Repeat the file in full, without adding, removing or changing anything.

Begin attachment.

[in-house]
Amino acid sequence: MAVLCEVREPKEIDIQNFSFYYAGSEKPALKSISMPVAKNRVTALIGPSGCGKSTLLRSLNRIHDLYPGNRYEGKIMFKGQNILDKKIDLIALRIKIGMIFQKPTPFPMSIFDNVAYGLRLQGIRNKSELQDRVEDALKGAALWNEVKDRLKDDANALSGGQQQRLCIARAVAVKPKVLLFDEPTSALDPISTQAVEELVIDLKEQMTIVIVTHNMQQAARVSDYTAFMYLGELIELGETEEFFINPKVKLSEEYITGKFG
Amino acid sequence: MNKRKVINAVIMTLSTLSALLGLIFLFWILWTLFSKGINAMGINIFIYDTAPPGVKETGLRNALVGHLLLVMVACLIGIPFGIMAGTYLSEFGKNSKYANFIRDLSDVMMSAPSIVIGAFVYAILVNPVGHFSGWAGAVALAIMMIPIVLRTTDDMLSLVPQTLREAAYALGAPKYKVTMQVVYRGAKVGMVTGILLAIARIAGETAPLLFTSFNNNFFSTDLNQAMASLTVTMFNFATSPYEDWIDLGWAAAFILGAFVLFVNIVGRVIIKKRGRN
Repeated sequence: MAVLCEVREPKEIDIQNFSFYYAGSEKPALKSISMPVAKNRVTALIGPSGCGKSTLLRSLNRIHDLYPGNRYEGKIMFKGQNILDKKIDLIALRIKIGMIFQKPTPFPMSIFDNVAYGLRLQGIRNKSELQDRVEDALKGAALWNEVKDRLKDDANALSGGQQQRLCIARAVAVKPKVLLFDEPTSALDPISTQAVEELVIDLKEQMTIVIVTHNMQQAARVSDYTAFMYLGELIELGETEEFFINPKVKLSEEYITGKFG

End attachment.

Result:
[in-house]
Amino acid sequence: MAVLCEVREPKEIDIQNFSFYYAGSEKPALKSISMPVAKNRVTALIGPSGCGKSTLLRSLNRIHDLYPGNRYEGKIMFKGQNILDKKIDLIALRIKIGMIFQKPTPFPMSIFDNVAYGLRLQGIRNKSELQDRVEDALKGAALWNEVKDRLKDDANALSGGQQQRLCIARAVAVKPKVLLFDEPTSALDPISTQAVEELVIDLKEQMTIVIVTHNMQQAARVSDYTAFMYLGELIELGETEEFFINPKVKLSEEYITGKFG
Amino acid sequence: MNKRKVINAVIMTLSTLSALLGLIFLFWILWTLFSKGINAMGINIFIYDTAPPGVKETGLRNALVGHLLLVMVACLIGIPFGIMAGTYLSEFGKNSKYANFIRDLSDVMMSAPSIVIGAFVYAILVNPVGHFSGWAGAVALAIMMIPIVLRTTDDMLSLVPQTLREAAYALGAPKYKVTMQVVYRGAKVGMVTGILLAIARIAGETAPLLFTSFNNNFFSTDLNQAMASLTVTMFNFATSPYEDWIDLGWAAAFILGAFVLFVNIVGRVIIKKRGRN
Repeated sequence: MAVLCEVREPKEIDIQNFSFYYAGSEKPALKSISMPVAKNRVTALIGPSGCGKSTLLRSLNRIHDLYPGNRYEGKIMFKGQNILDKKIDLIALRIKIGMIFQKPTPFPMSIFDNVAYGLRLQGIRNKSELQDRVEDALKGAALWNEVKDRLKDDANALSGGQQQRLCIARAVAVKPKVLLFDEPTSALDPISTQAVEELVIDLKEQMTIVIVTHNMQQAARVSDYTAFMYLGELIELGETEEFFINPKVKLSEEYITGKFG